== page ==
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place, which may be better supplied, when I have made it empty
Ros. The little strength that I have, I would it were with you!
Cel. And mine, to eke out hers.
Ros. Fare you well! 'Pray Heaven, I be deceived in you !
Cel. Your heart's desires be with you !
Charles. Come, where is this young gallant, that is so desirous to lie with his mother earth?
Orl. Ready, sir ; but his will hath in it a more modest working.
Duke. You shall try but one fall.
Charles. No, I warrant your grace; you shall not entreat him to a second, that have so mightily persuaded him from a first.
Orl. You mean to mock me after; you should not have mocked me before: but come your ways.
Ros. Now, Hercules be thy speed, young man!
Ccl. I would I were invisible, to catch the strong fellow by the leg !
[They wrestle. Ros. If I had a thunderbolt in mine
I can tell who should down.
[Shout. Duke. No more, no more. [CHARLES is thrown.
Orl. Yes, I beseech your grace; I am not well breathed.
Duke. How dost thou, Charles ?
Duke. Bear him away. What is thy name, young man ?
Orl. Orlando, my liege: the youngest son of Sir
[Exit Duke, with his Train.
Orl. I am more proud to be Sir Rowland's son, His youngest son ;-and would not change that call
ing, To be adopted heir to Frederick.
Cel. Were I my father, coz, would I do this?
Ros. My father lov'd Sir Rowland as his soul,
Cel. Gentle cousin,
[Giving him a Chain from her Neck. Wear this for me; one out of suits with fortune; That could give more, but, that her hand lacks means. Shall we go, coz?
Cel. Ay:-Fare you well, fair gentleman!
Orl. Can I not say, I thank you? My better parts Are all thrown down; and that, which here stands up, Is but a quintaine, a mere lifeless block. Ros. He calls us back : My pride fell with my
fortunes : I'll ask him what he would :-Did you call, sir ? Sir, you have wrestled well, and overthrown More than your enemies.
Cel. Will you go, coz?
[Exeunt RosALIND and Celią. Orl. What passion hangs these weights upon my
tongue! I cannot speak to her, yet she urg'd conference.
Oh, poor Orlando! thou art overthrown;
Enter Le Beau.
pray you, tell me this : Which of the two was daughter of the duke, That here was at the wrestling? Le Beau. Neither his daughter, if we judge by
manners ; But yet, indeed, the shorter is his daughter : The other is daughter to the banish'd duke, And here detain'd by her usurping uncle, To keep his daughter's company; whose loves Are dearer than the natural bond of sisters. But I can tell you, that, of late, this duke Hath ta'en displeasure 'gainst his gentle niece; Grounded upon no other argument, But, that the people praise her for her virtues, And pity her, for her good father's sake; And, on my life, his malice 'gainst the lady Will suddenly break forth.Sir, fare you well! Hereafter, in a better world than this, I shall desire more love and knowledge of you. [Exit. Orl. I rest much bounden to you; fare you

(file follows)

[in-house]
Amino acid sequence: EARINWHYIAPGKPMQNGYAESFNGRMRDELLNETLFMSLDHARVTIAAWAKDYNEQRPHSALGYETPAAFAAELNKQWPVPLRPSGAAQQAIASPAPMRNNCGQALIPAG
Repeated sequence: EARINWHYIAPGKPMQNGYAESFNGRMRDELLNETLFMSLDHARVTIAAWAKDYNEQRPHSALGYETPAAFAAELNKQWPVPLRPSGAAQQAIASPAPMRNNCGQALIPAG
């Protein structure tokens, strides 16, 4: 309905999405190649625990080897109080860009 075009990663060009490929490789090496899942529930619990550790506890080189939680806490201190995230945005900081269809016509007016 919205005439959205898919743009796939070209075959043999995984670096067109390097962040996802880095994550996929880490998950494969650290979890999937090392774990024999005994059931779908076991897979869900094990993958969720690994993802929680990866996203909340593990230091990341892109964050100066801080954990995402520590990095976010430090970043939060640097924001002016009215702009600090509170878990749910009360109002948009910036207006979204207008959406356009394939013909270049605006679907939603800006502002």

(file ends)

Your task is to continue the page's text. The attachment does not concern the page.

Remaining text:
well! Thus must I, from the smoke into the smother; From tyrant duke, unto a tyrant brother: But heavenly Rosalind!
An Apartment in the Palace.
Enter Celia and ROSALIND.
Cel. Why, cousin; why, Rosalind; Cupid have mercy
!-not a word?
Cel. No, thy words are too precious to be cast away upon curs ; throw some of them at me. But is all this for
father? Ros. No, some of it is for my child's father : Oh, how full of briars is this working-day world !
Cel. They are but burs, cousin, thrown upon thee in holiday foolery; if we walk not in the trodden paths, our very petticoats will catch them.
Ros. I could shake them off my coat: these burs are in my heart.
Cel. Hem them away.
Ros. I would try; if I could cry, hem, and have him.
Cel. Come, come, wrestle with thy affections.
Ros. Oh, they take the part of a better wrestler than myself.
Cel. Oh, a good wish upon you!-But turning these jests out of service, let us talks in good earnest : Is it possible, on such a sudden, you should fall into so strong a liking with old Sir Rowland's youngest son?
Ros. The duke, my father, loved his father dearly.
Cel. Doch it therefore ensue, that you should love his son dearly? By this kind of chase, I should haie him, for my father hated his father dearly; yet I hate not Orlando.
Ros. No, 'faith, hate him not, for my sake.
Enter Duke FREDERICK, with Lords. Ros. Let me love him for that; and do you love him, because I do:-Look, here comes the duke!
Cel. With his eyes full of anger.
Fred. Mistress, dispatch you with your safest haste, And get you from our court!
Ros. Me, uncle?
Fred. You, cousin :
Ros. [Kneeling.] I do beseech your grace,
Fred. Thus do all traitors;
Ros. Yet your mistrust cannot make me a traitor : Tell me, whereon the likelihood depends.
Fred. Thou art thy father's daughter, there's enough.
Cel. Dear sovereign, hear me speak!